Thursday, October 1, 2015


Pasta with smoked bell peppers.

What I love the most about Italian cuisine is its simplicity. There are so many fantastic dishes that rely on just a handful of ingredients... Which means you really have no excuse for not cooking good food even for the quickest and loneliest of home lunches. Of course, when you're working within the parameters of simplicity, your ingredients need to be top-notch. But even if you can't count on the best, slow-dried pasta or the freshest Neapolitan mozzarella or the sweetest ripe cherry tomatoes from Campania, just focusing on moderately good ingredients can yield something truly delicious. This is a long way of saying, have fun with your Italian cooking but don't use egg noodles and broken-up Velveeta slices for pasta cacio e pepe.

One dish I like to make in the warmer months is pasta with roasted bell peppers. In the past, I would roast my peppers directly on the gas stove, charring the skin until it would to peel off easily. You might be acquainted with this technique: The "gas burner" method is the quickest and easiest way to have perfectly cooked bell pepper fillets for your pasta (or bruschetta, or sandwich, or vegan side dish, or whatever).

A year ago, however, Mr Bee and I were experimenting with roasting whole eggplants on the stove by wrapping them in aluminum foil, and we were delighted to discover that the eggplant would come out with a great smokey flavor (perfect for baba ganoush). So, we thought, why not try with bell peppers? Thank you, insatiable human curiosity! The peppers tasted amazing, as if we had just pulled them out of the smoker. And since it was time for lunch, we chopped the peppers up, sautéed them with a little chopped onion, and served them on pasta. Perfect, mega-flavorful, super-easy, four-ingredient (vegan!) dish.

This pasta is so easy and rewarding in itself, it really doesn't need any extras. However, if you are one of those people who likes bolder flavors, you can add cheese (Parmigiano, Pecorino, ricotta salata, or fresh mozzarella), salt-cured olives, capers, or fresh basil. But, really, you don't need anything fancy. This can be the simplest of lunches, with just a touch of private celebration.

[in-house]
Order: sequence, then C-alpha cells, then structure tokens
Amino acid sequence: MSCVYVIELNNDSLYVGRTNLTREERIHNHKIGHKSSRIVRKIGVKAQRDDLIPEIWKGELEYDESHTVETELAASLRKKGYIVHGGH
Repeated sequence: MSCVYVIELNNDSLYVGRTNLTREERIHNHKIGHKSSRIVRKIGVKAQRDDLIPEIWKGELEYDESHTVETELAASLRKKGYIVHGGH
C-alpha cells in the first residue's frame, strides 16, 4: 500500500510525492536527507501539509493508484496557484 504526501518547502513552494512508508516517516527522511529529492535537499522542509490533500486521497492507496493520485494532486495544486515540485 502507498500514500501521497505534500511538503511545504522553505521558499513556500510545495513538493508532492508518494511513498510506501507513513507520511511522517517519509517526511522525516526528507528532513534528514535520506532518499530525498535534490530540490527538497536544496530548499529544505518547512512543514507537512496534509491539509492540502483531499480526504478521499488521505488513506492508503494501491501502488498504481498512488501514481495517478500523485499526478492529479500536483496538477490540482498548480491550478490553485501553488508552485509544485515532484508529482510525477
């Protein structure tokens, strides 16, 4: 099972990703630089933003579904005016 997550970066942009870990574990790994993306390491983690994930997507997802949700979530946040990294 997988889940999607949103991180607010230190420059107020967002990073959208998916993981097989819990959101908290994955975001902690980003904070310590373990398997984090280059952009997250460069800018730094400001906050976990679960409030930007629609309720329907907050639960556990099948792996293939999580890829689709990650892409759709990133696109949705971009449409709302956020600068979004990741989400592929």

Pasta with smoked bell peppers.
OK, so we added some cheese to this one.


2–3 bell peppers (any color except green)
2 tbsp EVOO
1 smallish onion, chopped
10 oz good-quality pasta (any format will do with the exception of egg pasta and thin, long pasta)
  • Wash the peppers and wrap them tightly in two sheets of aluminum.
  • Place each pepper on a gas burner, and roast for 15–20 minutes, turning every few minutes or so with metal tongs to make sure the peppers are cooked all over. Bell peppers are ready when they feel soft when prodded.
  • Once the peppers are ready, let them cool down and then peel off the charred skin. 
  • Cut the peppers into fillets and then chop them in smaller pieces.
  • Heat the extra-virgin olive oil in a large frying pan.
  • Add the chopped onion and cook until soft and browned.
  • Add the bell peppers and a pinch of salt and cook for another 5–8 minutes to blend the flavors.
  • Cook the pasta al dente in the appropriate pot.
  • Drain the pasta, add it to the pan, and cook for another minute or so.
  • Serve immediately, and drizzle with more extra-virgin olive oil if preferred (I prefer).
And since we're making pasta, let's refresh our basic pasta skills:

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